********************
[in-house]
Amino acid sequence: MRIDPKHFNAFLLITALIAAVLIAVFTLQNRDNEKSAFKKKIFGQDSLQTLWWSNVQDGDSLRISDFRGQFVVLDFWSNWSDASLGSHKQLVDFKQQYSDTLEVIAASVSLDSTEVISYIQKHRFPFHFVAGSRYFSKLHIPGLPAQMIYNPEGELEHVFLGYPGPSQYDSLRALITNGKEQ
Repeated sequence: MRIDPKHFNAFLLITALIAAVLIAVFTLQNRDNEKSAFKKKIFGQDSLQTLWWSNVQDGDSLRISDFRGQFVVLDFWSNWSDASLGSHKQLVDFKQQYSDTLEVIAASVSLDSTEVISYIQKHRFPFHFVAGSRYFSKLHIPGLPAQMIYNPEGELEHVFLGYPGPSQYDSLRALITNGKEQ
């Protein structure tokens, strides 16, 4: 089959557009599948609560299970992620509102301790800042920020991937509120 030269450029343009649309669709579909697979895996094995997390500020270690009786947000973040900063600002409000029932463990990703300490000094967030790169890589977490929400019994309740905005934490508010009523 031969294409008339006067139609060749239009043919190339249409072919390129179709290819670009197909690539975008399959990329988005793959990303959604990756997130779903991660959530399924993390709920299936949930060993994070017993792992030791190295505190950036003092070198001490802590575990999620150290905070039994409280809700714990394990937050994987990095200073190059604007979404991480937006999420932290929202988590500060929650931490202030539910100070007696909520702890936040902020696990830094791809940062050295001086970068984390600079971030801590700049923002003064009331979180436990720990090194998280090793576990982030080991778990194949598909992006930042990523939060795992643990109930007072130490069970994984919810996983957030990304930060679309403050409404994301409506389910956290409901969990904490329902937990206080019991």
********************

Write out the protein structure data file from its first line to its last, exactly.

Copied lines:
[in-house]
Amino acid sequence: MRIDPKHFNAFLLITALIAAVLIAVFTLQNRDNEKSAFKKKIFGQDSLQTLWWSNVQDGDSLRISDFRGQFVVLDFWSNWSDASLGSHKQLVDFKQQYSDTLEVIAASVSLDSTEVISYIQKHRFPFHFVAGSRYFSKLHIPGLPAQMIYNPEGELEHVFLGYPGPSQYDSLRALITNGKEQ
Repeated sequence: MRIDPKHFNAFLLITALIAAVLIAVFTLQNRDNEKSAFKKKIFGQDSLQTLWWSNVQDGDSLRISDFRGQFVVLDFWSNWSDASLGSHKQLVDFKQQYSDTLEVIAASVSLDSTEVISYIQKHRFPFHFVAGSRYFSKLHIPGLPAQMIYNPEGELEHVFLGYPGPSQYDSLRALITNGKEQ
């Protein structure tokens, strides 16, 4: 089959557009599948609560299970992620509102301790800042920020991937509120 030269450029343009649309669709579909697979895996094995997390500020270690009786947000973040900063600002409000029932463990990703300490000094967030790169890589977490929400019994309740905005934490508010009523 031969294409008339006067139609060749239009043919190339249409072919390129179709290819670009197909690539975008399959990329988005793959990303959604990756997130779903991660959530399924993390709920299936949930060993994070017993792992030791190295505190950036003092070198001490802590575990999620150290905070039994409280809700714990394990937050994987990095200073190059604007979404991480937006999420932290929202988590500060929650931490202030539910100070007696909520702890936040902020696990830094791809940062050295001086970068984390600079971030801590700049923002003064009331979180436990720990090194998280090793576990982030080991778990194949598909992006930042990523939060795992643990109930007072130490069970994984919810996983957030990304930060679309403050409404994301409506389910956290409901969990904490329902937990206080019991």